The Royal Family takes New Zealand by storm

By Melissa Platero, CCNN Writer

Royal Family
During Queen Elizabeth’s reign, there have been 12 USA presidents in office.

Here in America, you’ll be hard pressed to find someone who doesn’t know some sort of secret handshake! Well, instead of using handshakes as a greeting, the people of New Zealand–who are called the Maori–say hello by bumping their noses together! Prince William and Duchess Kate, who are in New Zealand for a three week tour with baby Prince George, performed the traditional Maori greeting gesture called the hongi.

The idea, according to several experts, is that bumping noses is a sort of soul sharing where the “ha” (or breath of life) is exchanged. Okay, it may look a little odd to the people back home in our country, but it’s perfectly normal to the Maori, who are the indigenous Polynesian people of New Zealand.

On Monday, Will, Kate, and George arrived in Wellington, which is the capital of New Zealand. There, they went to the Government House where they were treated to the traditional Maori welcoming ceremony that involves feathered dancers performing the haka. What exactly is the haka? It’s a really intricately designed dance that features lots of foot-stamping, grunts, exclamations, body slapping, and chanting! “It was super,” exclaimed Duchess Kate.

So, it’s kind of weird to see a real life Prince and (sorta) Princess, right? Well, the British monarchy has been around for years! Monarchy is a form of government ruled by a “monarch”, often in the form of a king. Britain’s monarchy started thousands of years ago when King Egbert took the throne around 802- 839 AD. Back then, the kings and queens did a lot more than just travel to New Zealand and rub noses. They were commander-in-chief of the British Armed Forces, ruled the lands, and dealt with problems from all around the world.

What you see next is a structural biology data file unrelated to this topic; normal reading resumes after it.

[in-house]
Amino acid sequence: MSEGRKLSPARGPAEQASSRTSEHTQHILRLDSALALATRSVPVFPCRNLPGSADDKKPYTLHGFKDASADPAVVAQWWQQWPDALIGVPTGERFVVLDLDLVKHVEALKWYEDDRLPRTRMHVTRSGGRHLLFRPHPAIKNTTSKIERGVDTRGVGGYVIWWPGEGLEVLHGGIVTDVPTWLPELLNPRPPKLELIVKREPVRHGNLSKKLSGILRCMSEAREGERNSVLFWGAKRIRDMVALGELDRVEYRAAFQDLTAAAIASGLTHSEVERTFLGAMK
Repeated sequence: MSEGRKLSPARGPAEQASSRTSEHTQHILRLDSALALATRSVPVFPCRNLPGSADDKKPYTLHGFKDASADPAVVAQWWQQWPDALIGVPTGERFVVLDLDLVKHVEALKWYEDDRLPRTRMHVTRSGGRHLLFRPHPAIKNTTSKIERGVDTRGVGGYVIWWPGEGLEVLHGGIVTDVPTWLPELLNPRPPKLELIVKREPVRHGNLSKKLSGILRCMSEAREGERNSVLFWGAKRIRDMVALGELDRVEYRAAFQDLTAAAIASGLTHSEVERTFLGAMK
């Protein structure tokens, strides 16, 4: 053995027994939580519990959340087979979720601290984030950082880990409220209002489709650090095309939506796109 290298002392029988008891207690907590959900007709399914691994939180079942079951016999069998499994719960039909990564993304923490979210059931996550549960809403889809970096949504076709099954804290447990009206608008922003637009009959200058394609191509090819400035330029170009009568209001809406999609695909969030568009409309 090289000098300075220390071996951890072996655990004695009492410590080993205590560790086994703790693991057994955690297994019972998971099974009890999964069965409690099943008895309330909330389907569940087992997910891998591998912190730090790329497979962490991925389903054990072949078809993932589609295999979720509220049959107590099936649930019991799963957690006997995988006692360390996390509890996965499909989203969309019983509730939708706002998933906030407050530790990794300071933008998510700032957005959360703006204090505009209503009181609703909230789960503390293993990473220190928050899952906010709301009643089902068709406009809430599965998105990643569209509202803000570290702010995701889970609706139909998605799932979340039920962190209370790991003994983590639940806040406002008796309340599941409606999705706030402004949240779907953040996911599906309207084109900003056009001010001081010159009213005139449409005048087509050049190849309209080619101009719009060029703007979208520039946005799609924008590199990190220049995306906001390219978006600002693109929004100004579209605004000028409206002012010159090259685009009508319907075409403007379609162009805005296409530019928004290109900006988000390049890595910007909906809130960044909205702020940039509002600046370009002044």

Today, the king and queen still have important affairs to deal with—such as honoring men as knights and appointing the Prime Minister—but they don’t have nearly as much power as the elected officials. Now, the royal family serves a symbolic function, while also working with charities and helping the public. You can often find Queen Elizabeth showing support for foundations like Save The Children, while Prince William and Harry show their loyalty to the nation by working closely with the army.

Featured image courtesy of Clarence House on Twitter. Image of Queen Elizabeth courtesy of The British Monarchy Facebook.